We investigate the effect of waves on the airflow in horizontal two-phase pipe flow. Velocity fields in the gaseous phase were acquired by particle image velocimetry (PIV), while interfacial elevation was measured with conductance wave probes. The velocity fields were sampled on a wave-following coordinate system which allows for a decomposition of the velocity field into a mean, wave-coherent and fluctuating component by means of a three-component Reynolds decomposition. Additionally, coherent vortical structures were identified by the swirling strength criterion, and their distribution along the waves is investigated.
Results suggest that the interaction between turbulent airflow and propagating waves in a pipe has a number of features reminiscent of wind-wave interaction in open systems. Above waves generated by sufficiently high gas flow rates, there is a distinct region of sheltered airflow, and a lifting of the critical layer on the leeward side of the crest. Streamlines of the phase-averaged flow field show a cat’s eye structure located close to the crest in this region. Above waves of moderate steepness, we observe a shear layer that remains adjacent to the wave surface. Above steeper waves and higher gas flow rate, this layer detaches from the surface just downstream of the crest. Shear layer separation above waves is traditionally linked to the onset of wave breaking, and it is interesting to note that the case where we observe a separated shear layer in the phase-averaged vorticity field is in a regime of amplitude saturation.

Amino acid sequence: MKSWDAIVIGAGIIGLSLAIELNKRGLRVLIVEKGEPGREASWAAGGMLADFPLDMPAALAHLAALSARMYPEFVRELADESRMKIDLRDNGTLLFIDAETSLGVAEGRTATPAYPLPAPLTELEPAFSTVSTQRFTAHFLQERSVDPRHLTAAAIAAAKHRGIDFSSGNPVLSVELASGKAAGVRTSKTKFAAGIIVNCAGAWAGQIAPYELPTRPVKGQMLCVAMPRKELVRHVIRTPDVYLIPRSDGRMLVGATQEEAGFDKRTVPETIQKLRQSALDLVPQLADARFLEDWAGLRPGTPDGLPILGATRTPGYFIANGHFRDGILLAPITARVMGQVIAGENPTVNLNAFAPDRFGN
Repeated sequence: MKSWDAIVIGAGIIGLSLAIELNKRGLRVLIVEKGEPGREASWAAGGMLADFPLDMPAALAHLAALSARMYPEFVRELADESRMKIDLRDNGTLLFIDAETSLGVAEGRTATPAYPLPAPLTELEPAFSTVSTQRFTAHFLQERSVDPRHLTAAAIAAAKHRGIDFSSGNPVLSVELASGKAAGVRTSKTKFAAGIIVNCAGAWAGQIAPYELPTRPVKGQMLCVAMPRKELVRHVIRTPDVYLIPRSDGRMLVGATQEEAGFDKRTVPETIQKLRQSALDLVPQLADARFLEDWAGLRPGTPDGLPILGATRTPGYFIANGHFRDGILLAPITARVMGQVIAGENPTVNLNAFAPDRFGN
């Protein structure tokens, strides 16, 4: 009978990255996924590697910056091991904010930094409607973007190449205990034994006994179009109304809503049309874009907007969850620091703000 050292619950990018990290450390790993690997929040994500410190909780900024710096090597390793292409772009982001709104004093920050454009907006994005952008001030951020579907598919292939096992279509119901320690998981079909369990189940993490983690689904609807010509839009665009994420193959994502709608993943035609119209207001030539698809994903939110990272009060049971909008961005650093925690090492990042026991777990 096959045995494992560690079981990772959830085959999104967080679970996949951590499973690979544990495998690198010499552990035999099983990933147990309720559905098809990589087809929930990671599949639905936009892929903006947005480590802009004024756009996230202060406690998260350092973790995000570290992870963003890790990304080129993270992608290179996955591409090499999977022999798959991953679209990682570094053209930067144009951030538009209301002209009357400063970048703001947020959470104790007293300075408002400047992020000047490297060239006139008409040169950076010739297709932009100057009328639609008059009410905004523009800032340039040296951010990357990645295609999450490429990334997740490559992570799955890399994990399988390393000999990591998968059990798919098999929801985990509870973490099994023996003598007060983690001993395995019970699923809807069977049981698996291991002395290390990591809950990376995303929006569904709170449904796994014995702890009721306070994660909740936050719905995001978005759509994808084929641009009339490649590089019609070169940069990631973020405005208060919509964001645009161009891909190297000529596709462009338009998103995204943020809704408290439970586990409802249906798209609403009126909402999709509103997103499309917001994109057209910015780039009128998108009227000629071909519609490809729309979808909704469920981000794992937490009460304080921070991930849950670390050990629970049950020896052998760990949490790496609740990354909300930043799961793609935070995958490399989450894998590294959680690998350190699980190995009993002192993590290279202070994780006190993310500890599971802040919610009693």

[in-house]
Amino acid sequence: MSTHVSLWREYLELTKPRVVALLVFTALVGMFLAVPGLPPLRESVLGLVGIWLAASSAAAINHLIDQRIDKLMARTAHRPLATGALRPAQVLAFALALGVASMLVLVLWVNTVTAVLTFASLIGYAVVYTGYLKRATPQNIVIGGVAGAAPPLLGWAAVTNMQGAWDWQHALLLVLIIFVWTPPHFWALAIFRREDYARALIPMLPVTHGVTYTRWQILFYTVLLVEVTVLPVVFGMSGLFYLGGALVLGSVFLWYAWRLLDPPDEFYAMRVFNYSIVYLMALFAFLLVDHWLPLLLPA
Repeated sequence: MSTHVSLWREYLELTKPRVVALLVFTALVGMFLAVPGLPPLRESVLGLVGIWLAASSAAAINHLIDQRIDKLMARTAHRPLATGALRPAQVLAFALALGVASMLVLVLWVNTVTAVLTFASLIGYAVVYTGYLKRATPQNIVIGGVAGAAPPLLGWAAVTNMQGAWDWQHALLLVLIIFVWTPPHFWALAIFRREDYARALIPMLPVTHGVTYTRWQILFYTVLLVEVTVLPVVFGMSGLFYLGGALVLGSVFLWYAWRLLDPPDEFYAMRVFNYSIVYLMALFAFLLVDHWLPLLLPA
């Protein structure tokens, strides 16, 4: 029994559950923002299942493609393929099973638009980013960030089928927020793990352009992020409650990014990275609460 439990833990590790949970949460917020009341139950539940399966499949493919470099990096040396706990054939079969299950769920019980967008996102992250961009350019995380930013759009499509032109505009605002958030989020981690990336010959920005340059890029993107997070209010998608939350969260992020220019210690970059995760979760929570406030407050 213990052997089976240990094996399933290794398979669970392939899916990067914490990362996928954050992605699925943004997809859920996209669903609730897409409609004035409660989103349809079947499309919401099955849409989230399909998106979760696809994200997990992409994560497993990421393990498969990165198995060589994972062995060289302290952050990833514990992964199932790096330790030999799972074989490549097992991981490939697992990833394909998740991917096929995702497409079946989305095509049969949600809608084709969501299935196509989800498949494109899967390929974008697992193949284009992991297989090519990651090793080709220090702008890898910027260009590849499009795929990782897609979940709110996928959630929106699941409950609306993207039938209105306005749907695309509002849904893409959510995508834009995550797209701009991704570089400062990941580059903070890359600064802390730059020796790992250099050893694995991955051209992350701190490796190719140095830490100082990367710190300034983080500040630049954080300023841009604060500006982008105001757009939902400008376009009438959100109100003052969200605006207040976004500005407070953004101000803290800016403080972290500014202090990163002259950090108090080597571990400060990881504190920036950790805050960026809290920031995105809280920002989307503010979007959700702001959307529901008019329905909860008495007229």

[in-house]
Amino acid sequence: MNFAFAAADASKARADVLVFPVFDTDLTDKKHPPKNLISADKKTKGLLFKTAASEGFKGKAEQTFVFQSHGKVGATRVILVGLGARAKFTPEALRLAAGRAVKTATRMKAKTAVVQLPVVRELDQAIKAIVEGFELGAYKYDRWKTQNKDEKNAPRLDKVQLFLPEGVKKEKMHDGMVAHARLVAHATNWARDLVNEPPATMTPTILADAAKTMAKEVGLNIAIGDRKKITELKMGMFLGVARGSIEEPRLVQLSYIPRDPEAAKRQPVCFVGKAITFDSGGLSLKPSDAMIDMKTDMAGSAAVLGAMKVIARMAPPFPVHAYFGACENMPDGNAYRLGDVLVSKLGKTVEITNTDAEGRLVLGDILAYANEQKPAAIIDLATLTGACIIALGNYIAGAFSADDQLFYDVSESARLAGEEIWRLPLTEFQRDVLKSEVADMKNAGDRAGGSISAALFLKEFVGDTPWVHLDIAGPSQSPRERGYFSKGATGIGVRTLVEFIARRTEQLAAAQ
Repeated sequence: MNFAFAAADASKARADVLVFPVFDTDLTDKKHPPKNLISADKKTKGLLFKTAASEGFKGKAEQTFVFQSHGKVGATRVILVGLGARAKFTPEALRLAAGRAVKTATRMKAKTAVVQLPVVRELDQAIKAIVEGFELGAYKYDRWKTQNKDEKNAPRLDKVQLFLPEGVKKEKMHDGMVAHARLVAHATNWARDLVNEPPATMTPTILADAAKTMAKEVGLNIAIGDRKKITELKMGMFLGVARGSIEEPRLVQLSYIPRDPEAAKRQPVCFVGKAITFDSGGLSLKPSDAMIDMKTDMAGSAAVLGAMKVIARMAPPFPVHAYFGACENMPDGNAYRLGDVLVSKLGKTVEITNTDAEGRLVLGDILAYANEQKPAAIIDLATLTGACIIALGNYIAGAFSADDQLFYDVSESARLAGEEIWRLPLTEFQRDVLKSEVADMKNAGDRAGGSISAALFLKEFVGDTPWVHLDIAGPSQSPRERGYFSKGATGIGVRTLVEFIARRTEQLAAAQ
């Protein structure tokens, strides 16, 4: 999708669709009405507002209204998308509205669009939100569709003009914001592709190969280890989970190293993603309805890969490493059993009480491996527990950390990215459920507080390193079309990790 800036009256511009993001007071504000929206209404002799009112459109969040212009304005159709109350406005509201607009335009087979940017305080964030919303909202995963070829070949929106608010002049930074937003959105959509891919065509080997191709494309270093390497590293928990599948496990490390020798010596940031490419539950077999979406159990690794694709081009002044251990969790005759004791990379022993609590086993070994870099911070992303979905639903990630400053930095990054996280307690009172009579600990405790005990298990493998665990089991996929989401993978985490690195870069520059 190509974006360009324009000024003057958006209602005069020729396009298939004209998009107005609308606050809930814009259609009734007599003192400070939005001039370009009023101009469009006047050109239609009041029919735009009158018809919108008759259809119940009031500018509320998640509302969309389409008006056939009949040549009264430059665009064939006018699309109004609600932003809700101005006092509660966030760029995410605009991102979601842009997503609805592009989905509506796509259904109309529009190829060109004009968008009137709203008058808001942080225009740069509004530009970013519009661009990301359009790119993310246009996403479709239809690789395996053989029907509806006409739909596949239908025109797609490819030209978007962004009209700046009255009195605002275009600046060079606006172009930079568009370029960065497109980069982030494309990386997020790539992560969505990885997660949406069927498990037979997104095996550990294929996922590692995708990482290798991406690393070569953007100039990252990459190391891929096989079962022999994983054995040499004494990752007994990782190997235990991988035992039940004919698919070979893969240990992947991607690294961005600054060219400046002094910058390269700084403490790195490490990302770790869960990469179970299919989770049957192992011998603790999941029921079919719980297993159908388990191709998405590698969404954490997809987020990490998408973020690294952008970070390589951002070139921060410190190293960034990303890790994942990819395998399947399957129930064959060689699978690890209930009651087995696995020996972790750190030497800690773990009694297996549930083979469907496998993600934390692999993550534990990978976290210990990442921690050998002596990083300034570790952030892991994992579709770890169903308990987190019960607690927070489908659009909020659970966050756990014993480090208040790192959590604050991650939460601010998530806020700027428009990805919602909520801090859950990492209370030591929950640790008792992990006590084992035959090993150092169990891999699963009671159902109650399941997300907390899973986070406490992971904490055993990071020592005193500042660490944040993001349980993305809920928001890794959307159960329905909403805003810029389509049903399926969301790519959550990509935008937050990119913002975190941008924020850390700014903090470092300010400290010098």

The swirling strength criterion reveals that vortical structures are shed from the interface and populate the detached shear layer above the trough. Below the detached shear layer, there is a region populated by counter-rotating vortices. The critical height coincides with the border between these two regions.
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